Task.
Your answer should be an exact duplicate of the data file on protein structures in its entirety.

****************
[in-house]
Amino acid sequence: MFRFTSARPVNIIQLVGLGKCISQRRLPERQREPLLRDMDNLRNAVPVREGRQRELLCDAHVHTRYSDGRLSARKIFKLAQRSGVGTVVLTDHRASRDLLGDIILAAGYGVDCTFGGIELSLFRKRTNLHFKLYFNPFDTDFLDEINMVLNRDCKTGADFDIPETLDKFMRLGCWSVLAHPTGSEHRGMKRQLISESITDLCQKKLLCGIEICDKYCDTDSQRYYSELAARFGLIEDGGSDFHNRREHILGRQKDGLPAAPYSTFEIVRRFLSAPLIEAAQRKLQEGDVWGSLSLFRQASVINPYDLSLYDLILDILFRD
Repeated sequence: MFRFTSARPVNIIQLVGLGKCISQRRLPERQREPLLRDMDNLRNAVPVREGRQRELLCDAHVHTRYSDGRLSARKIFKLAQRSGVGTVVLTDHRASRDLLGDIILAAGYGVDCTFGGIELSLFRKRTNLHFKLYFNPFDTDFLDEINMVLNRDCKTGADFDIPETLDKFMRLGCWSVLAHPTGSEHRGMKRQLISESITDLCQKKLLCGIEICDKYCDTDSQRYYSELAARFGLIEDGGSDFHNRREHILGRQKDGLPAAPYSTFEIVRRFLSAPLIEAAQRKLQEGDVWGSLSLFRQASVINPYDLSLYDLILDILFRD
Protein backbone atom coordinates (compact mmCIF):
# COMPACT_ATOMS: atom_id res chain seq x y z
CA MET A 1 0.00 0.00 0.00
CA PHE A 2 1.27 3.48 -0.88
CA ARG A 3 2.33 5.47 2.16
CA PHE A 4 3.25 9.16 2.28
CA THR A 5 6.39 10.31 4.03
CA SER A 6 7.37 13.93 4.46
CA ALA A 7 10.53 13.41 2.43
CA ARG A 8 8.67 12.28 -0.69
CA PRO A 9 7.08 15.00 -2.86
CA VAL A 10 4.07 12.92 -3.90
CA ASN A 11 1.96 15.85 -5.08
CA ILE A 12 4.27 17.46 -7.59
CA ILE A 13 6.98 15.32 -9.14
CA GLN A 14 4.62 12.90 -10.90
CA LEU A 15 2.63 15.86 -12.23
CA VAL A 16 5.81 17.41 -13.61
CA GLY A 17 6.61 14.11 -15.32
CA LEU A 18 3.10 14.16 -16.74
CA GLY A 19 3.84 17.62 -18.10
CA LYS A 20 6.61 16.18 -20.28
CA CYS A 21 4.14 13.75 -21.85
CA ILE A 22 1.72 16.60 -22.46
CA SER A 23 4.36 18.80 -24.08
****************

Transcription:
[in-house]
Amino acid sequence: MFRFTSARPVNIIQLVGLGKCISQRRLPERQREPLLRDMDNLRNAVPVREGRQRELLCDAHVHTRYSDGRLSARKIFKLAQRSGVGTVVLTDHRASRDLLGDIILAAGYGVDCTFGGIELSLFRKRTNLHFKLYFNPFDTDFLDEINMVLNRDCKTGADFDIPETLDKFMRLGCWSVLAHPTGSEHRGMKRQLISESITDLCQKKLLCGIEICDKYCDTDSQRYYSELAARFGLIEDGGSDFHNRREHILGRQKDGLPAAPYSTFEIVRRFLSAPLIEAAQRKLQEGDVWGSLSLFRQASVINPYDLSLYDLILDILFRD
Repeated sequence: MFRFTSARPVNIIQLVGLGKCISQRRLPERQREPLLRDMDNLRNAVPVREGRQRELLCDAHVHTRYSDGRLSARKIFKLAQRSGVGTVVLTDHRASRDLLGDIILAAGYGVDCTFGGIELSLFRKRTNLHFKLYFNPFDTDFLDEINMVLNRDCKTGADFDIPETLDKFMRLGCWSVLAHPTGSEHRGMKRQLISESITDLCQKKLLCGIEICDKYCDTDSQRYYSELAARFGLIEDGGSDFHNRREHILGRQKDGLPAAPYSTFEIVRRFLSAPLIEAAQRKLQEGDVWGSLSLFRQASVINPYDLSLYDLILDILFRD
Protein backbone atom coordinates (compact mmCIF):
# COMPACT_ATOMS: atom_id res chain seq x y z
CA MET A 1 0.00 0.00 0.00
CA PHE A 2 1.27 3.48 -0.88
CA ARG A 3 2.33 5.47 2.16
CA PHE A 4 3.25 9.16 2.28
CA THR A 5 6.39 10.31 4.03
CA SER A 6 7.37 13.93 4.46
CA ALA A 7 10.53 13.41 2.43
CA ARG A 8 8.67 12.28 -0.69
CA PRO A 9 7.08 15.00 -2.86
CA VAL A 10 4.07 12.92 -3.90
CA ASN A 11 1.96 15.85 -5.08
CA ILE A 12 4.27 17.46 -7.59
CA ILE A 13 6.98 15.32 -9.14
CA GLN A 14 4.62 12.90 -10.90
CA LEU A 15 2.63 15.86 -12.23
CA VAL A 16 5.81 17.41 -13.61
CA GLY A 17 6.61 14.11 -15.32
CA LEU A 18 3.10 14.16 -16.74
CA GLY A 19 3.84 17.62 -18.10
CA LYS A 20 6.61 16.18 -20.28
CA CYS A 21 4.14 13.75 -21.85
CA ILE A 22 1.72 16.60 -22.46
CA SER A 23 4.36 18.80 -24.08